The joint venture is understood to give the Singaporean fund a first option on new rental housing projects being undertaken by Nova that fit pre-set guidelines established by the parties involved. By purchasing a stake in Nova’s core business, GIC would get further visibility into the company’s overall business of acquiring, renovating and operating rental apartments for China’s increasingly mobile professional class, as well as sharing in the returns from the company’s existing and future projects.
The deal with three-year-old Nova would reportedly make GIC the biggest investor yet in China’s multi-family sector, a market which has become a target of government planners, major developers and international investors as housing prices in major cities have quickly climbed out of reach for all but the country’s richest citizens.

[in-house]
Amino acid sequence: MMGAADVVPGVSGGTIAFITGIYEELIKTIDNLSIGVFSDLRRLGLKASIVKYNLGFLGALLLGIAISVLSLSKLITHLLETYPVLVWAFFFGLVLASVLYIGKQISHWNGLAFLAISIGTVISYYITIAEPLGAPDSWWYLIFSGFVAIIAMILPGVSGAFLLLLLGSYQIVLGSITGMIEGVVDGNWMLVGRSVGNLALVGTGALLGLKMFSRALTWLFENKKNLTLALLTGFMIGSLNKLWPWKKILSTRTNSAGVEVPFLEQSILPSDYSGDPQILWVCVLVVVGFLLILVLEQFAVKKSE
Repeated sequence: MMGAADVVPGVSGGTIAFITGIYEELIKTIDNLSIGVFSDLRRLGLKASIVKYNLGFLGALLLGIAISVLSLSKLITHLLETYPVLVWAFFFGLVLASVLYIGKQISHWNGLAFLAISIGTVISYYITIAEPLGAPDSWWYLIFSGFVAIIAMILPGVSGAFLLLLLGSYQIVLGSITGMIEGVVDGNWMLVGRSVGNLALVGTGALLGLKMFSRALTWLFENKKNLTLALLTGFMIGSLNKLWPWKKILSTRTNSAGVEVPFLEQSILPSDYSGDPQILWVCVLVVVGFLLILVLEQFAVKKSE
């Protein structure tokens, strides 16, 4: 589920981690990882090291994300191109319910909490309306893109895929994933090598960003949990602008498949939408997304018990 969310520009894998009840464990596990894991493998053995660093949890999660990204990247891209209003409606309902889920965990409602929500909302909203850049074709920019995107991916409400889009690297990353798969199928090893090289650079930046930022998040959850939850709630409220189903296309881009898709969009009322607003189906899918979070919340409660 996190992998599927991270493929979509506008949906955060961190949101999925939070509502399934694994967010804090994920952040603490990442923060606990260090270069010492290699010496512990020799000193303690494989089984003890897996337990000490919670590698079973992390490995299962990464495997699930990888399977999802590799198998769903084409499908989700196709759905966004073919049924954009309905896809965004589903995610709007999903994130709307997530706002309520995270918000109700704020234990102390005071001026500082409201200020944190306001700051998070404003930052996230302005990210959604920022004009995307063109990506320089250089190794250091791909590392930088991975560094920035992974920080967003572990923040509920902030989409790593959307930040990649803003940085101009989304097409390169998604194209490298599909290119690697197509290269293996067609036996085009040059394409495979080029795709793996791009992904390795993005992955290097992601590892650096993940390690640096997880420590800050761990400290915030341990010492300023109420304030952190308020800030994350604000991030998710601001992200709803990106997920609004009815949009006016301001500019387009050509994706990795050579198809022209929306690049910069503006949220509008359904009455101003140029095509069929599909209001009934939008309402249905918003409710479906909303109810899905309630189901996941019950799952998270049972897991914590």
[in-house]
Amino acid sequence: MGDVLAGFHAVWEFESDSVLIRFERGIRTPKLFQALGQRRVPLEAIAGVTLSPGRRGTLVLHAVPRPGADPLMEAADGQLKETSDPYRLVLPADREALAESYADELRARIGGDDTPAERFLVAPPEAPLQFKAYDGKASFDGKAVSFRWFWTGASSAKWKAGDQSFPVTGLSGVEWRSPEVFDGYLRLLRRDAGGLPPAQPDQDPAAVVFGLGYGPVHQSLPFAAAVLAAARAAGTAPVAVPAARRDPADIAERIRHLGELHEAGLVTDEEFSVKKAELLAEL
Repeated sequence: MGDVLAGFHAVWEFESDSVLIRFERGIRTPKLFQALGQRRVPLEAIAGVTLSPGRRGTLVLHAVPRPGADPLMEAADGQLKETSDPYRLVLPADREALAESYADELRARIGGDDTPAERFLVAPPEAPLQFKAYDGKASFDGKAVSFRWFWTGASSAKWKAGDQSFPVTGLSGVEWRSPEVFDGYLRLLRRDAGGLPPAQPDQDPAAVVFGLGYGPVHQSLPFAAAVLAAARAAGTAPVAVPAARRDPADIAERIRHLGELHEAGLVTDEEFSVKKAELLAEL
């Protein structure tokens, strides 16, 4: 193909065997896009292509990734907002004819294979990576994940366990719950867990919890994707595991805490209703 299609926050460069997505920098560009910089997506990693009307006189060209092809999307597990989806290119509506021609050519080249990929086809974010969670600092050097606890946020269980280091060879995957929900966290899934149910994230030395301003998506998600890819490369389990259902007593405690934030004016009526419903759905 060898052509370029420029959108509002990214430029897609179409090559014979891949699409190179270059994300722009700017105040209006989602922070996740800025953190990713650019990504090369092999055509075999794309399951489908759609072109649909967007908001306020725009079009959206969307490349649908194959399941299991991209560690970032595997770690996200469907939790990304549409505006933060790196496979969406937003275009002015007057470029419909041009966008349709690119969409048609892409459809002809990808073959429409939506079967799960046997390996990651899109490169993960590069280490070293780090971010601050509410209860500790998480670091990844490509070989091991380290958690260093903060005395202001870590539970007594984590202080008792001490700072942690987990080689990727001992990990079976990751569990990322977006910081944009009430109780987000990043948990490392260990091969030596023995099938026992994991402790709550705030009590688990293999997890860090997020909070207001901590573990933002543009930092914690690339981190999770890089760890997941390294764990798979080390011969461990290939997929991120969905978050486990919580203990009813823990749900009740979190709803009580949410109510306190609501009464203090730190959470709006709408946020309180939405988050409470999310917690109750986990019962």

Grabbing a Piece of Trillion Dollar Asset Class
GIC and its new partners are joining a surge of interest in developing and operating rental apartments in China, a country where an estimated 90 percent of the population currently own their own home, but rising prices have pushed both Shanghai and Beijing into the ranks of the world’s least affordable cities according to the Bloomberg Global City Housing Affordability Index.
In April US investment bank Morgan Stanley jumped on the rental housing bandwagon by joining a $100 million fundraising round for rental apartment operator Qingke, and in January, the real estate arm of Chinese financial giant Ping An partnered with mainland developer Landsea Green Properties to set up a $1.5 billion fund to support the development of rental apartment projects in major Chinese cities.